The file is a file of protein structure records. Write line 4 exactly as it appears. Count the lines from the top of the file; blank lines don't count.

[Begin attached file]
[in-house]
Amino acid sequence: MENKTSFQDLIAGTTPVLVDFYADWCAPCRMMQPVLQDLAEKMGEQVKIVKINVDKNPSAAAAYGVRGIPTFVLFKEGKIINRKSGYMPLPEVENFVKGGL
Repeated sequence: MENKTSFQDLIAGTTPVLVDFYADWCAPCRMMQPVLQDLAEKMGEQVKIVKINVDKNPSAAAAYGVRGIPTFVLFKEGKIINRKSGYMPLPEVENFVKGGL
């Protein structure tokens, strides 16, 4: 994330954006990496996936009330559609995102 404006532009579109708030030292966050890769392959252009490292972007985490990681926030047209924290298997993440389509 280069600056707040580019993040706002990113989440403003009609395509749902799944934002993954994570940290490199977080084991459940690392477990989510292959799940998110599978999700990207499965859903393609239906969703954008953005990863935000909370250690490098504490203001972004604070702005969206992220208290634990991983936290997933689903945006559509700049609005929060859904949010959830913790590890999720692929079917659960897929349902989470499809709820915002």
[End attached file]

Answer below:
């Protein structure tokens, strides 16, 4: 994330954006990496996936009330559609995102 404006532009579109708030030292966050890769392959252009490292972007985490990681926030047209924290298997993440389509 280069600056707040580019993040706002990113989440403003009609395509749902799944934002993954994570940290490199977080084991459940690392477990989510292959799940998110599978999700990207499965859903393609239906969703954008953005990863935000909370250690490098504490203001972004604070702005969206992220208290634990991983936290997933689903945006559509700049609005929060859904949010959830913790590890999720692929079917659960897929349902989470499809709820915002």